(11) Mr. Maritz for the first respondent in an ingenious argument asks for the dismissal of the application on the following basis: He says that when the first respondent informed the applicant that it was entitled in terms of section 45(b) [ii]2 of the act to refuse the request (the volume objection), the applicant should have brought anew request in terms of section 18 [iii]3 for access to the reduced record. He relies on a letter, dated 1 August 2002 by the first respondent to the applicant. In that letter it is stated that the original request was broad, that the applicant conceded in the replying affidavit that it was not aware of the bulk of the record, that in the opinion of the first respondent it should have been aware thereof and that the applicant watered down its request to the reduced record. It is then said that the request for the reduced record constitutes a new request and an irregular request in that it was not preceded by a section 18 request. The applicant is formally invited to withdraw the application, tender costs and to draft a new application. Mr. Maritz adopts the reasoning in the letter and says that it appears from the joint report that 700 000 pages were perused and that 134 768 pages were copied. He says that the applicant therefore knew of the bulk of the record and had to expect to be met with a volume objection.

( 12) I do not agree. Section 81 (3) of the Act provides that there is an onus on the party claiming that the refusal of a request for access complies with the provisions of the Act. Furthermore in terms of section 9 some of the objects of the Act are to give effect to the constitutional right of access to any information held by the State [iv]4, and to establish voluntary and mandatory mechanisms which enables persons to obtain access to records of public and private bodies as swiftly, inexpensively and effortlessly as reasonably possible [v]5. Moreover, section 2(1) of the Act provides that when interpreting a provision of the Act the court must prefer a reasonable interpretation consistent with the objects of the Act over an alternative interpretation inconsistent therewith. The letter of 18 January 2002 is vague. It does not say how many documents are in the possession of the first respondent and what his resources are. It did not discharge any onus. The procedure which Mr Maritz wants the court to sanction is slow, expensive and cumbersome. Moreover the first respondent knows very well what documents the applicant require, does not deny that it is in possession thereof but proffers a reason why it is not necessary for it to go and look for them. Anew section 18 request will not give any new information to the first respondent to alleviate the obligation imposed upon it by statute.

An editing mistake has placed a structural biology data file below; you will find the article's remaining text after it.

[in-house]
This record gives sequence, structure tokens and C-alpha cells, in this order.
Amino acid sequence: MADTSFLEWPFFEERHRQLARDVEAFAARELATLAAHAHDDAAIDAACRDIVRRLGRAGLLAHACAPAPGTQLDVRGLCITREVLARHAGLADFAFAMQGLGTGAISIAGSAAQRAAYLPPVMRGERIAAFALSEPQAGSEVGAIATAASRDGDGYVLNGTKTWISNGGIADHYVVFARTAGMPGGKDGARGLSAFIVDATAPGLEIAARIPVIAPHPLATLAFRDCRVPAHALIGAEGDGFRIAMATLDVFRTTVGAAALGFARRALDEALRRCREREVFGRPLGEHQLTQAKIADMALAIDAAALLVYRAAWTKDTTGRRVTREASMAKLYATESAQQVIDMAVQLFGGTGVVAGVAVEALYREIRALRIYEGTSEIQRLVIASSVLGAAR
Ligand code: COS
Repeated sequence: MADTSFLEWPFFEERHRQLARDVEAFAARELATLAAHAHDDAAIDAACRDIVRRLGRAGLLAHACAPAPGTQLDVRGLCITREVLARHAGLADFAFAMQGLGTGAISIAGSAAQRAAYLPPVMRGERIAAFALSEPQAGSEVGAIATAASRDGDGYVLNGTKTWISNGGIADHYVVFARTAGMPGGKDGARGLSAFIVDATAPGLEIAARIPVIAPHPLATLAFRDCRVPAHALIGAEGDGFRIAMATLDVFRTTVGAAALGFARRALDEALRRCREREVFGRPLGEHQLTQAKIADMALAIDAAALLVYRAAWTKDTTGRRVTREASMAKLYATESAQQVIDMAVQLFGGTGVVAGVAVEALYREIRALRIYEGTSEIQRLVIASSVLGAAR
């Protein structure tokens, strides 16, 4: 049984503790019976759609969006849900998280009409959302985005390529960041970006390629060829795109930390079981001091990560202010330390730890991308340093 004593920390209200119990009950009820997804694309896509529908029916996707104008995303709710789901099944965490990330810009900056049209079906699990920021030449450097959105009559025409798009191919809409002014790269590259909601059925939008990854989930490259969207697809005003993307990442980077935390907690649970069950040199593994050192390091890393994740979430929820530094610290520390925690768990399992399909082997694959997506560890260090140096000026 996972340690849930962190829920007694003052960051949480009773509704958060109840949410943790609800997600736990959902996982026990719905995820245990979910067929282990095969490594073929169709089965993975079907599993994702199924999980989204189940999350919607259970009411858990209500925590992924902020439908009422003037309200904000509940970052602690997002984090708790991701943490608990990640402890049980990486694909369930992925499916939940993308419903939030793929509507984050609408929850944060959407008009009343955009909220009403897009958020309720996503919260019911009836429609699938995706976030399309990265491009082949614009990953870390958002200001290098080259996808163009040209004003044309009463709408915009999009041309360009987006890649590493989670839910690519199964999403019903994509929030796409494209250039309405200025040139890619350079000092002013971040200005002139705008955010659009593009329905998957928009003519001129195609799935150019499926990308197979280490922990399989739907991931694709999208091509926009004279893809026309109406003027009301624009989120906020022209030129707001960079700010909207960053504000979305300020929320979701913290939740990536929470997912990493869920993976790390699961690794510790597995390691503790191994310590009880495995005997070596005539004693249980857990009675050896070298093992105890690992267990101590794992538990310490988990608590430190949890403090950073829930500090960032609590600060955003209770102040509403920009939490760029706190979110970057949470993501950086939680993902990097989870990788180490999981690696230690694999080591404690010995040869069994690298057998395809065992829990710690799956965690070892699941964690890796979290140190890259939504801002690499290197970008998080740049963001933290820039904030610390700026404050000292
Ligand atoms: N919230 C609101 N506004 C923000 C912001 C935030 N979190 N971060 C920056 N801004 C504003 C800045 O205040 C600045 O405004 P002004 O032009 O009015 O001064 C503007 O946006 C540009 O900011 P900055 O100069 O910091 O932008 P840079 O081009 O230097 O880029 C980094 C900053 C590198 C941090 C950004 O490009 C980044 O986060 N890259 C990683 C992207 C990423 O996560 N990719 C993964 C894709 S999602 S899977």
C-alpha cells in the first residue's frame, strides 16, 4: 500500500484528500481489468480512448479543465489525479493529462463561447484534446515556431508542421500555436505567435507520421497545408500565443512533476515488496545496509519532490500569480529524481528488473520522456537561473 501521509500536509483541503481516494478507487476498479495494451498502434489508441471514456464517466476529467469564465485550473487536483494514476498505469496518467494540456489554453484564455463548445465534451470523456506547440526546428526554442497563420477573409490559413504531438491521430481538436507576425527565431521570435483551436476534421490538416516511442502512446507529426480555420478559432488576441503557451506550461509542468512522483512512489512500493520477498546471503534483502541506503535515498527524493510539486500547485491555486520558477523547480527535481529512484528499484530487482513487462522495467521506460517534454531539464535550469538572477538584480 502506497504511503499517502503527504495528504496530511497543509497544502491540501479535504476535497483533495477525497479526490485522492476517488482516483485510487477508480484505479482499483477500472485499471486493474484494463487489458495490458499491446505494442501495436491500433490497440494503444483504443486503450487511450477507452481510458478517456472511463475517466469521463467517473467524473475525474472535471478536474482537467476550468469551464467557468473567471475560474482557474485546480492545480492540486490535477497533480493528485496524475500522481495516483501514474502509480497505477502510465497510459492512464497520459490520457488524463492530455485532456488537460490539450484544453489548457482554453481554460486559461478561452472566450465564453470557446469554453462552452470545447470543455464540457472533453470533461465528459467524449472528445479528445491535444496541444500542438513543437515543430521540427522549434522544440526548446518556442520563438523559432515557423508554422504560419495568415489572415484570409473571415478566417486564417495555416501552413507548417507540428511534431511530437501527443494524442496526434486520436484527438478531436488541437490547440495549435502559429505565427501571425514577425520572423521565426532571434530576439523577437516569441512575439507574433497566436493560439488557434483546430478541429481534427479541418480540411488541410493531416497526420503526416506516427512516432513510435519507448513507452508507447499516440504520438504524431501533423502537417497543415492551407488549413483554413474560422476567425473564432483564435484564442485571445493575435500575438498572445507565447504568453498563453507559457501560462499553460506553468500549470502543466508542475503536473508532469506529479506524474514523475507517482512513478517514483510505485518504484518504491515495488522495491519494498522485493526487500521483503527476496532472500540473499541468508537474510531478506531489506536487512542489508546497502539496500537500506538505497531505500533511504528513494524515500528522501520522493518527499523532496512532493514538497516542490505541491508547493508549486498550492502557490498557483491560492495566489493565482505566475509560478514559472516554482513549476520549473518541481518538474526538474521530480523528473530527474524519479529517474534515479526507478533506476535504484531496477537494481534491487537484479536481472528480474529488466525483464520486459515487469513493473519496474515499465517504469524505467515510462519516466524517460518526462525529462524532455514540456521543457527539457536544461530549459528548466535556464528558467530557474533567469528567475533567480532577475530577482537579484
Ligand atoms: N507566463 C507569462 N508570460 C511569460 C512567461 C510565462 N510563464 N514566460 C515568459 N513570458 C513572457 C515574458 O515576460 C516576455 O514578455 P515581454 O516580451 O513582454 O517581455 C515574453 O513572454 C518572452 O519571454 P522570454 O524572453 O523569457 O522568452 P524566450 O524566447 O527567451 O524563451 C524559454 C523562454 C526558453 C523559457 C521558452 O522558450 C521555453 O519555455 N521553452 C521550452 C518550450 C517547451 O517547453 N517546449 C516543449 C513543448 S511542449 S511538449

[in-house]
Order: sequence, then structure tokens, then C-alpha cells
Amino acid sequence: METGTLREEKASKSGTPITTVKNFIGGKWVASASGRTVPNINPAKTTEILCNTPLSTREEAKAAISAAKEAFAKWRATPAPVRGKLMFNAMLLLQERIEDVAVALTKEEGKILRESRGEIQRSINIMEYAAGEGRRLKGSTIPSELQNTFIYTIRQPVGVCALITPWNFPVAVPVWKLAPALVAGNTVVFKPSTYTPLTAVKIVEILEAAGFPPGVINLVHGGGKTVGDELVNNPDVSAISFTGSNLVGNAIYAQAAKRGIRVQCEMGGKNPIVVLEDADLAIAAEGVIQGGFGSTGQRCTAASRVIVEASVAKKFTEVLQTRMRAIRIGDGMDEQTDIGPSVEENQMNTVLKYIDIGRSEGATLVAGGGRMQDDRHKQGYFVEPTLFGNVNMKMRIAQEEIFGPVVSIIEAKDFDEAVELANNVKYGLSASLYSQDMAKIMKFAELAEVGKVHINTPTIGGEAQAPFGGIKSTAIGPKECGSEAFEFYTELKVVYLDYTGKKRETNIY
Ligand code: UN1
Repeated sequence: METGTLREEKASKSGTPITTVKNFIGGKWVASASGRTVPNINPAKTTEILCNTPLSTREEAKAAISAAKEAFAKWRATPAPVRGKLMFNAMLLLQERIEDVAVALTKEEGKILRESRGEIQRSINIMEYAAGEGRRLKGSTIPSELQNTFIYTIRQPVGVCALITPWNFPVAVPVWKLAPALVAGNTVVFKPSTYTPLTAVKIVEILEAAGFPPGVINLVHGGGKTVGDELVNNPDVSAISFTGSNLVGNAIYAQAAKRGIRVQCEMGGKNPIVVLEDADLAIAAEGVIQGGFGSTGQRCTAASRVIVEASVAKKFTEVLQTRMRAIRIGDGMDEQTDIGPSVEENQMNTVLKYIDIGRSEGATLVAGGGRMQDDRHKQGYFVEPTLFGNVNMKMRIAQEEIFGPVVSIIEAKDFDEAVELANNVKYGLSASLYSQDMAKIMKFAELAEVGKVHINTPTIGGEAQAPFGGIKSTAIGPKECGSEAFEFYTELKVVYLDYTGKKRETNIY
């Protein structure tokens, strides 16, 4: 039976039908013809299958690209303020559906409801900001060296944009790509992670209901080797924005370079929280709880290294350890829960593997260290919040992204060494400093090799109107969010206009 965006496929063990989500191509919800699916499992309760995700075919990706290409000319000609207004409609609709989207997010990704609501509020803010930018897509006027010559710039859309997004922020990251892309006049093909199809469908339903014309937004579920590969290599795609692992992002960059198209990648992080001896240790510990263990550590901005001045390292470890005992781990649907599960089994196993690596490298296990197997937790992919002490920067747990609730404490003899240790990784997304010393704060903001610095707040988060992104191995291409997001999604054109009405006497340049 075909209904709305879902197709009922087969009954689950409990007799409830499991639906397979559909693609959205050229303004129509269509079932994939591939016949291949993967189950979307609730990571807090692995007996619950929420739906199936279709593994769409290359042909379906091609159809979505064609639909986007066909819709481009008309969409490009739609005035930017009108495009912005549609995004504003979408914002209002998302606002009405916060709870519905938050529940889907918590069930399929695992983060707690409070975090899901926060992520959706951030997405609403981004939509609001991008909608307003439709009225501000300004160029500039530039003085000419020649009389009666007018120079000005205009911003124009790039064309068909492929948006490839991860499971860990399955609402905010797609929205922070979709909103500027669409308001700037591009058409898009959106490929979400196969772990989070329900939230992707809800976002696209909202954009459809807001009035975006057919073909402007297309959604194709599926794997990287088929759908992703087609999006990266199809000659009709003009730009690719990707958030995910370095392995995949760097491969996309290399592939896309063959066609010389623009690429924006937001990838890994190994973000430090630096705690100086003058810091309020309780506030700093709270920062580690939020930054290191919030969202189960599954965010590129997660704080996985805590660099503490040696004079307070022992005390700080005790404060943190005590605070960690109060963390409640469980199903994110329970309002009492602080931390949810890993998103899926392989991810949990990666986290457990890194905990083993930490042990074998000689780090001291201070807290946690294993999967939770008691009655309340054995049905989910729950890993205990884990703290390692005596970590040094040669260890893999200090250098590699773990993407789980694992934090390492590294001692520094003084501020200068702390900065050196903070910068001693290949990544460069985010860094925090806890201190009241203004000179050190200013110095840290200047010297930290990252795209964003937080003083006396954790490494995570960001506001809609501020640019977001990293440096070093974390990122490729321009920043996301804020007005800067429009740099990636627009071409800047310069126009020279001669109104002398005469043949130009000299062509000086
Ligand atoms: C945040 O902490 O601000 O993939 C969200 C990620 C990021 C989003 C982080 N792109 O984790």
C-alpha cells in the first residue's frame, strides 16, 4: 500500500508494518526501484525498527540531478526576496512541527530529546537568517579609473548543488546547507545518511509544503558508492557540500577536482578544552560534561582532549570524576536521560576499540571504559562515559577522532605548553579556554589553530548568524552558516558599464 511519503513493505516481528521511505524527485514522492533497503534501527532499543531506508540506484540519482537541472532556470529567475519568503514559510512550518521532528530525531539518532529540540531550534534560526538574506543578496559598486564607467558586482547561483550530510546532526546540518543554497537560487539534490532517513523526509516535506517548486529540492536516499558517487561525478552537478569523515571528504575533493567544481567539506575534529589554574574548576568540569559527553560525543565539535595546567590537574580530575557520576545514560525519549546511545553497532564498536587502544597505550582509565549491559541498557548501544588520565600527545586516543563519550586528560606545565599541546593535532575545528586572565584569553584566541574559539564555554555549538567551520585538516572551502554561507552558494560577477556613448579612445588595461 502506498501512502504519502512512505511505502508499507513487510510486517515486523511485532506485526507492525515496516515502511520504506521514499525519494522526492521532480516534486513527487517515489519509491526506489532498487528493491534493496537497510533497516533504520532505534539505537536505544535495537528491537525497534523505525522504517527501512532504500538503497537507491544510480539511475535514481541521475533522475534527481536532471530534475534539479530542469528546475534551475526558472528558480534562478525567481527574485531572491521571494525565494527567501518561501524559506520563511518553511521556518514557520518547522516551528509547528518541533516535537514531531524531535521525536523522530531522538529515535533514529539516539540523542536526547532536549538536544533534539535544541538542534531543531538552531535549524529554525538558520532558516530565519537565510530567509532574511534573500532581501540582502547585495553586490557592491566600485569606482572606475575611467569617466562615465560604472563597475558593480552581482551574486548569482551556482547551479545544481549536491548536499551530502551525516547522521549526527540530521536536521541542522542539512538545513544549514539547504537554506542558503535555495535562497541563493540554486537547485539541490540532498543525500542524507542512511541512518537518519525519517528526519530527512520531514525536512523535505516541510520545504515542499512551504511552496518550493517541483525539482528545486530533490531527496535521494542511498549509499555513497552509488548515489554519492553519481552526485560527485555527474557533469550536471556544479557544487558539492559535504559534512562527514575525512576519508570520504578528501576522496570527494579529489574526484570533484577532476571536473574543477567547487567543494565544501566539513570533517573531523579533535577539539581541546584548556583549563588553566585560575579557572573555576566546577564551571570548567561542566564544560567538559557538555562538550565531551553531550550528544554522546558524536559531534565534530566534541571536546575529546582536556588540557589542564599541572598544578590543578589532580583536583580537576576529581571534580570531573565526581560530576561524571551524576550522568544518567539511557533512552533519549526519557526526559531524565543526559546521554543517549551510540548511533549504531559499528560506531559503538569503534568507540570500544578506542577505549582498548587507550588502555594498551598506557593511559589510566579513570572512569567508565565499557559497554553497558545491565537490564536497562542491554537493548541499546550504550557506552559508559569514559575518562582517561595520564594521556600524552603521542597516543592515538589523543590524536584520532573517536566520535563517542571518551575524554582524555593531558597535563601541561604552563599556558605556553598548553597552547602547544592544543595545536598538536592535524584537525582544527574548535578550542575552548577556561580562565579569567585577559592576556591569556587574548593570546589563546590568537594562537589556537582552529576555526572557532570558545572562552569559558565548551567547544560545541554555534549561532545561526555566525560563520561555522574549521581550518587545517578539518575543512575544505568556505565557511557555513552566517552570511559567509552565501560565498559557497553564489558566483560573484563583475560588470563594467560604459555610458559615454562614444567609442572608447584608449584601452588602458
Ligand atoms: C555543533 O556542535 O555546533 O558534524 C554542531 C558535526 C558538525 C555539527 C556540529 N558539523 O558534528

(13) Before dealing with chapter 4 of the Act and the protection that it gives to the respondents it is necessary to address another aspect i.e. the question of what exactly is meant by a record. The respondents contend that all the documents comprise one record. Mr .Maritz goes so far as to argue that if there are draft reports amongst the papers access not only to them but to all the documents, the record, may be refused in terms of section 44(2) (c) of the Act [vi]6.

(14)"Record" is defined in section 1 of the Act as "any recorded information ...regardless of form or medium in the possession or under the control of that public body". Section 29(2) gives an idea of what recorded information the legislature had in mind. If I understand the section correctly it relates to information in written and printed form, video recordings and photographs, tape recordings, computer data or possible other forms of recordings, yet to be invented. It stands to reason that a single page can constitute a "record". If there is one page about one subject in the possession of the public body it is a "record". If however there are 700 000 pages on one subject, one page of which is the requester's marriage certificate of his marriage in China, and he wants access thereto he can fill out a request in terms of section 18 for the marriage certificate. The "record" required is the one page and not the 700 000 pages. In my judgment each item in itself constitutes a record as envisaged in the Act, be it an original or not.